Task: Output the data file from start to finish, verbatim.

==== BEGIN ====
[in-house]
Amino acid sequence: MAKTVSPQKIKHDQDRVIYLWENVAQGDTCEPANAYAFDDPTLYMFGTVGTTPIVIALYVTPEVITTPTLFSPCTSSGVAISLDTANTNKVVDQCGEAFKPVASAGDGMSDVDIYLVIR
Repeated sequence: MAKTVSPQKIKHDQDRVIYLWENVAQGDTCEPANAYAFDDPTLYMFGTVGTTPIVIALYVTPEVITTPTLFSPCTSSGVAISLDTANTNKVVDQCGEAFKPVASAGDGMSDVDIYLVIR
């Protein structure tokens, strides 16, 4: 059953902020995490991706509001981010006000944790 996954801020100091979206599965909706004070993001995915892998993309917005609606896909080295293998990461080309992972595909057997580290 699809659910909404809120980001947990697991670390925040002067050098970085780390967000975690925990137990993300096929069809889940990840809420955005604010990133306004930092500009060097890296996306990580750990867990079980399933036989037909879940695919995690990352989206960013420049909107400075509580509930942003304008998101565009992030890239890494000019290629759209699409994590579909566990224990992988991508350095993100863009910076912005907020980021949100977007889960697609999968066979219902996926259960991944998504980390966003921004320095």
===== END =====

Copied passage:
[in-house]
Amino acid sequence: MAKTVSPQKIKHDQDRVIYLWENVAQGDTCEPANAYAFDDPTLYMFGTVGTTPIVIALYVTPEVITTPTLFSPCTSSGVAISLDTANTNKVVDQCGEAFKPVASAGDGMSDVDIYLVIR
Repeated sequence: MAKTVSPQKIKHDQDRVIYLWENVAQGDTCEPANAYAFDDPTLYMFGTVGTTPIVIALYVTPEVITTPTLFSPCTSSGVAISLDTANTNKVVDQCGEAFKPVASAGDGMSDVDIYLVIR
């Protein structure tokens, strides 16, 4: 059953902020995490991706509001981010006000944790 996954801020100091979206599965909706004070993001995915892998993309917005609606896909080295293998990461080309992972595909057997580290 699809659910909404809120980001947990697991670390925040002067050098970085780390967000975690925990137990993300096929069809889940990840809420955005604010990133306004930092500009060097890296996306990580750990867990079980399933036989037909879940695919995690990352989206960013420049909107400075509580509930942003304008998101565009992030890239890494000019290629759209699409994590579909566990224990992988991508350095993100863009910076912005907020980021949100977007889960697609999968066979219902996926259960991944998504980390966003921004320095």